Delta automatically categorized the ROMs by platform. It even found art for some of the games. Most however, did not have any art. Thankfully, this is easily remedied with a Force Touch (or long press) on the game and selecting “Change Artwork.” I picked “Game Database” and picked the art I preferred. I do wish Delta was better at finding the art to begin with, but I am super happy I can use whatever art I’d like for the games.

Importing save data is just as easy with a Force Touch and selecting “Import Save Data, then you navigate to the data in Files and import. You can also sync your ROMs and save data. I hooked up Dropbox and Delta began syncing the data right away. This easily allows me to manage the save between Delta, my MiSTer, and the physical cartridge.

Actually playing the games is simple. Just tap and go. A beautiful controller skin pops up with the game above, when the iPhone is in a vertical orientation. Flipping the device sideways displays a transparent layout over the game. For touch-based controls, they work quite well. Riley has implemented wonderful haptic feedback to help simulate a real button press. The buttons are spaced well and I don’t find myself making many accidental presses. The down sides revealed themselves when I needed to press more than 3 or 4 buttons at once. Like in Metroid: Zero Mission, if I want to run to the right, aim up or down on the diagonal and shoot missiles, that is a 4 button combo and my two thumbs can’t pull it off. The loss of proper shoulder buttons, etc. is heavy.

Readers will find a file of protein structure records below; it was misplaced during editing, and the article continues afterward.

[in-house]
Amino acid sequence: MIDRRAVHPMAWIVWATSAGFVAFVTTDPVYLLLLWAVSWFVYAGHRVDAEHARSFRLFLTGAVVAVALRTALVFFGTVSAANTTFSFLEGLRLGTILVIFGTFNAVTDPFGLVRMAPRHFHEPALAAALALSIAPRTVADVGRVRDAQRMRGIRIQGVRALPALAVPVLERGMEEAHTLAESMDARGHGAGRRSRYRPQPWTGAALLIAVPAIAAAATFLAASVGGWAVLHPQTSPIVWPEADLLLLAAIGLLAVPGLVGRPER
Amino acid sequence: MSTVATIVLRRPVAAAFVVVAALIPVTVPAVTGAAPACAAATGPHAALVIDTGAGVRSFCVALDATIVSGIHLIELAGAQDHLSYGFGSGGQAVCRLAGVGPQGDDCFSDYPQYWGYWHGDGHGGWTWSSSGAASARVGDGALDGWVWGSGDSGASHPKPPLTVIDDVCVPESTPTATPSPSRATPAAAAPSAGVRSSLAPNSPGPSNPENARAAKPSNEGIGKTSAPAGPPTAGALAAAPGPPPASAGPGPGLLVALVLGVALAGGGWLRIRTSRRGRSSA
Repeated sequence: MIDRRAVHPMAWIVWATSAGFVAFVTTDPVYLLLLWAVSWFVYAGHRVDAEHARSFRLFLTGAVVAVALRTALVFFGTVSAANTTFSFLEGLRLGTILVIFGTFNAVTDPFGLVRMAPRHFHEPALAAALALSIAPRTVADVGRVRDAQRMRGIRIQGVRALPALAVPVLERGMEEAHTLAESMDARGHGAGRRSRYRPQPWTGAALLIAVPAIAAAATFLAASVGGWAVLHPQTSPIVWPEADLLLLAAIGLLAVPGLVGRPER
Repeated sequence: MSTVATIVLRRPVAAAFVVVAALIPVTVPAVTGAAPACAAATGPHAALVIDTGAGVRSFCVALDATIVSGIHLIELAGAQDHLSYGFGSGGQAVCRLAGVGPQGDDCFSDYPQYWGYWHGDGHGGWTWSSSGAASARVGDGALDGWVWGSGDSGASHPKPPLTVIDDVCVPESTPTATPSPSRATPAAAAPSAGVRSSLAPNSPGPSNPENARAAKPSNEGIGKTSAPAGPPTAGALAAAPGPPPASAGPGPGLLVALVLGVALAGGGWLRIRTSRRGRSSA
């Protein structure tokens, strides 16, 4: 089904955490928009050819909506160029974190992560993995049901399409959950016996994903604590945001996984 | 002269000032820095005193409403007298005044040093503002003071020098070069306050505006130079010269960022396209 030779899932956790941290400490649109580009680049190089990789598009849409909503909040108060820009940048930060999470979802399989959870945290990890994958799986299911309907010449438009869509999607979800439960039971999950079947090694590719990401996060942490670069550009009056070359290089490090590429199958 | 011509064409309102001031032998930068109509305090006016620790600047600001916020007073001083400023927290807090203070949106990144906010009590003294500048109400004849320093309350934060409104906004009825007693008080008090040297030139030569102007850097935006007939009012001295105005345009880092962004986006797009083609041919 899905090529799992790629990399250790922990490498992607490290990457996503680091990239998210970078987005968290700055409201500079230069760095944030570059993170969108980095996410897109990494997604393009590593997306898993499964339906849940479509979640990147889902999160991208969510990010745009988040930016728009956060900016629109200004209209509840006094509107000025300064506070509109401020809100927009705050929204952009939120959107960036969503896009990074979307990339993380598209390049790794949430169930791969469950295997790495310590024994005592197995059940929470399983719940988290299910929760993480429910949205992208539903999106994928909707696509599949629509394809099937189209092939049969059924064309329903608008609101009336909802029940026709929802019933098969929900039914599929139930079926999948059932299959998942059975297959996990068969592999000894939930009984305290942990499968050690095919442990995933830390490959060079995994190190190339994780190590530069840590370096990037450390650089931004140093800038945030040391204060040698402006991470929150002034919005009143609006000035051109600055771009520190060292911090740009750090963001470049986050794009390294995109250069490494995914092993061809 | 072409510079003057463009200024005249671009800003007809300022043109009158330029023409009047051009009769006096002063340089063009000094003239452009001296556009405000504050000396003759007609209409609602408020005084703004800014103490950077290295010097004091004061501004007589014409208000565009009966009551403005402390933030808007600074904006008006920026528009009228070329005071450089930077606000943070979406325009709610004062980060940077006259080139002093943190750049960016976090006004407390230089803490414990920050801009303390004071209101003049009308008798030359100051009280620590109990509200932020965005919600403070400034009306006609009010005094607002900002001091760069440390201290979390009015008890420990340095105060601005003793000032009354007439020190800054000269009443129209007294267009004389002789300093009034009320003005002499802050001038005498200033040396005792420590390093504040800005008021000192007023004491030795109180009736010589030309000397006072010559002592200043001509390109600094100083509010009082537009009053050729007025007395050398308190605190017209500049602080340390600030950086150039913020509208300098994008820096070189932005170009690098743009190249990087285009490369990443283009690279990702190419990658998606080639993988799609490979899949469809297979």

Thankfully, bluetooth controllers can be synced up! This really helps with NES through GBA games. I was even able to connect a real N64 controller to my phone and play with it! I did have some issues getting some buttons to work. I am not sure if this is Delta, the iOS 15 beta, or the 8bitDo SN30 Pro itself. For example, the “Start” button would not work with “pause” or “start” , which is kind of the standard. This resulted in up on the D-Pad being “start” for Super Mario 64.

Now for the real reason to install Delta — to play games! From the NES up through the GBA, the games look and run nicely. I’m not sure at what scale they are running at; there are no settings to adjust output. But on an iPhone Xs Max in my hands, I’m not sure that matters. The OLED screen is brighter and clearer than any official GameBoy screen. Pixels are sharp and the emulation appears to run accurately, at least to my eye.

I am excited to compare it to the Analogue Pocket later this year, since they are both handheld devices, and the Pocket’s resolution is close to my iPhone Xs Max with a superior pixel density. I also wish there were some filters that we could use – gridlines, CRTs, etc.